• Try a hydrating mouth rinse

For the bad breath which often accompanies dry mouth, you may want to try chewing on any of the following herbs: parsley, aniseed, fennel or rosemary.

When you do reach for the antacids to treat heartburn or acid reflux, find a sugar-free option. Be sure to brush your teeth after taking an antacid to help reduce any damaging effects.

To minimize the damage of acid reflux on your teeth, try to avoid foods that trigger heartburn and acid reflux, such as the following:

  • Spicy foods
  • Alcohol (particularly red wine)
  • Black pepper
  • Garlic
  • Raw onions
  • Chocolate
  • Citrus fruits and juices
  • Coffee and caffeinated drinks
  • Peppermint
  • Tomatoes

Add the following foods into your diet to help reduce the occurrence of heartburn and acid reflux:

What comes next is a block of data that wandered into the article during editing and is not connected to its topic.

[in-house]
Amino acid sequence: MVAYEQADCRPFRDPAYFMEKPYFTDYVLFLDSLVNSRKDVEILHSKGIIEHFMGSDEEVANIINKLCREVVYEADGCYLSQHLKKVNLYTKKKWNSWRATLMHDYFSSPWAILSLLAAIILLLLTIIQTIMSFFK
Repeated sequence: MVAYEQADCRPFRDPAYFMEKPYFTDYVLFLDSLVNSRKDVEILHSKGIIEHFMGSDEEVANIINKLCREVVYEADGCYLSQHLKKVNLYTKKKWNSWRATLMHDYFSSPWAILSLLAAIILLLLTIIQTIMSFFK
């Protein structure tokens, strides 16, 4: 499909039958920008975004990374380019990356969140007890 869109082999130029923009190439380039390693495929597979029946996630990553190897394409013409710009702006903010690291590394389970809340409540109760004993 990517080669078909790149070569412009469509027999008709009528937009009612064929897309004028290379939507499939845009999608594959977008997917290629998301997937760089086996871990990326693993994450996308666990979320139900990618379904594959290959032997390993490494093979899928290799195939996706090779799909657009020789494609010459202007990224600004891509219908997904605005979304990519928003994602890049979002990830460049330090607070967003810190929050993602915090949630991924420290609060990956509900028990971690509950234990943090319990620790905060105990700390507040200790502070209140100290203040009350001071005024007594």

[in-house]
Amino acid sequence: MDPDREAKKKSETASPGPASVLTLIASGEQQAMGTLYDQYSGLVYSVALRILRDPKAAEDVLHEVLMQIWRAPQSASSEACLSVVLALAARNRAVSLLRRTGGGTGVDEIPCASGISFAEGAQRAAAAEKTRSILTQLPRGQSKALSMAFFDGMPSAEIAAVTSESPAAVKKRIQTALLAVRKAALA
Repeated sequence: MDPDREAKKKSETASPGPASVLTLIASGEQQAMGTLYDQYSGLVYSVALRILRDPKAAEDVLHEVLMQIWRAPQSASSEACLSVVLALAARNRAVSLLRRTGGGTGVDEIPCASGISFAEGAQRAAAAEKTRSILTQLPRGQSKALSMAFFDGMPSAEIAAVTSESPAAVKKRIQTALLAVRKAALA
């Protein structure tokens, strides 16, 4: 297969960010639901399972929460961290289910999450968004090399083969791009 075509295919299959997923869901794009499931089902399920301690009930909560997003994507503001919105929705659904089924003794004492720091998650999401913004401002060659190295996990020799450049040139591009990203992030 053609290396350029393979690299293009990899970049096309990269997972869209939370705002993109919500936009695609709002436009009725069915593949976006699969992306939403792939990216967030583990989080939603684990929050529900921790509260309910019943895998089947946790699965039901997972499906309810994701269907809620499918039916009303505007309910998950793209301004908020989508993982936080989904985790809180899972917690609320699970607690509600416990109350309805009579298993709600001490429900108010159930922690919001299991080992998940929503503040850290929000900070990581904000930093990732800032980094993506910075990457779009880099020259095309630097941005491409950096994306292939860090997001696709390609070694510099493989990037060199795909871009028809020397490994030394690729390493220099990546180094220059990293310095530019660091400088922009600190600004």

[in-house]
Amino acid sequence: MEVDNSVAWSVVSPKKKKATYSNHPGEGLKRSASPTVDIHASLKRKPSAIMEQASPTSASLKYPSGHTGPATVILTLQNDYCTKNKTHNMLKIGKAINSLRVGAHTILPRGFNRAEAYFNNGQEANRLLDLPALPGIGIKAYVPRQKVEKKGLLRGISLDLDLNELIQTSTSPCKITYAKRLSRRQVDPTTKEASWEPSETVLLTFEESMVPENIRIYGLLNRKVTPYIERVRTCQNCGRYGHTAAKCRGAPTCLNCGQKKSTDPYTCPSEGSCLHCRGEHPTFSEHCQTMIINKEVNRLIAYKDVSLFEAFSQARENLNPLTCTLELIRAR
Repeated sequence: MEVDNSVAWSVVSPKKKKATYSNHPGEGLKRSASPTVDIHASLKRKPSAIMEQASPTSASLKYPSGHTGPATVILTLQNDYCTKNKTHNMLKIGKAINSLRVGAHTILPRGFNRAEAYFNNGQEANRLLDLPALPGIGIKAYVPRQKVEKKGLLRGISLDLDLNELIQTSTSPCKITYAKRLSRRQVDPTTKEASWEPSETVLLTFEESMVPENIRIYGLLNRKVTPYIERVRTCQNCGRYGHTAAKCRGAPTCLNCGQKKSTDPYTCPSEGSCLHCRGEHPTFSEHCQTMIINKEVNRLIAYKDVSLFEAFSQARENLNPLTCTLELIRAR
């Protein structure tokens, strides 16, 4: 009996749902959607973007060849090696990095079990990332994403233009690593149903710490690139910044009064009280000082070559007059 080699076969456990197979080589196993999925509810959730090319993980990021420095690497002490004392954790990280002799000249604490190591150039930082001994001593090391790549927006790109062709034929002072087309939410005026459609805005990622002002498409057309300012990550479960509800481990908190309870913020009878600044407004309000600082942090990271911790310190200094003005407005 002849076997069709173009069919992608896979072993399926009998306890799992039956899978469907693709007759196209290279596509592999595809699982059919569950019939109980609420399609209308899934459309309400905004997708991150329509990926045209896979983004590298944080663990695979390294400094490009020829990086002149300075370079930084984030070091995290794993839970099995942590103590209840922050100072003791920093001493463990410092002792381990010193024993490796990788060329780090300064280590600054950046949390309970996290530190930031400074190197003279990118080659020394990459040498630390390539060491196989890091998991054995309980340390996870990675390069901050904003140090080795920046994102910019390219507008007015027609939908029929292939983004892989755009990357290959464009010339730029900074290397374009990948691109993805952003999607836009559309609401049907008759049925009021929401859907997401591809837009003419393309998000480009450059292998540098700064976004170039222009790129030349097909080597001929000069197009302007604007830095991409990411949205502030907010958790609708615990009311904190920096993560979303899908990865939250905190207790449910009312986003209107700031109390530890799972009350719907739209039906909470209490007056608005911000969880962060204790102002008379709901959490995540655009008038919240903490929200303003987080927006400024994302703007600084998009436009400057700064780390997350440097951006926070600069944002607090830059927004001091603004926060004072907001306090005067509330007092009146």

• Vegetables (green beans, broccoli, asparagus, cauliflower, leafy greens, potatoes and cucumbers)
  • Ginger
  • Oatmeal
  • Whole-grain breads and whole-grain rice
  • Non-citrus fruits (melons, bananas, apples and pears)
  • Lean meats (chicken, turkey, fish and seafood grilled, broiled baked or poached — avoid fried meat)
  • Egg whites
  • Healthy fats (avocados, walnuts, flaxseed, olive oil, sesame oil and sunflower oil)

Get 5 tips to deal with dry mouth caused by your medication >


Brought to you by The Guardian Life Insurance Company of America (Guardian), New York, NY. Material discussed is meant for general illustration and/or informational purposes only and it is not to be construed as tax, legal, investment or medical advice. #2016-42386 (exp. 6/19)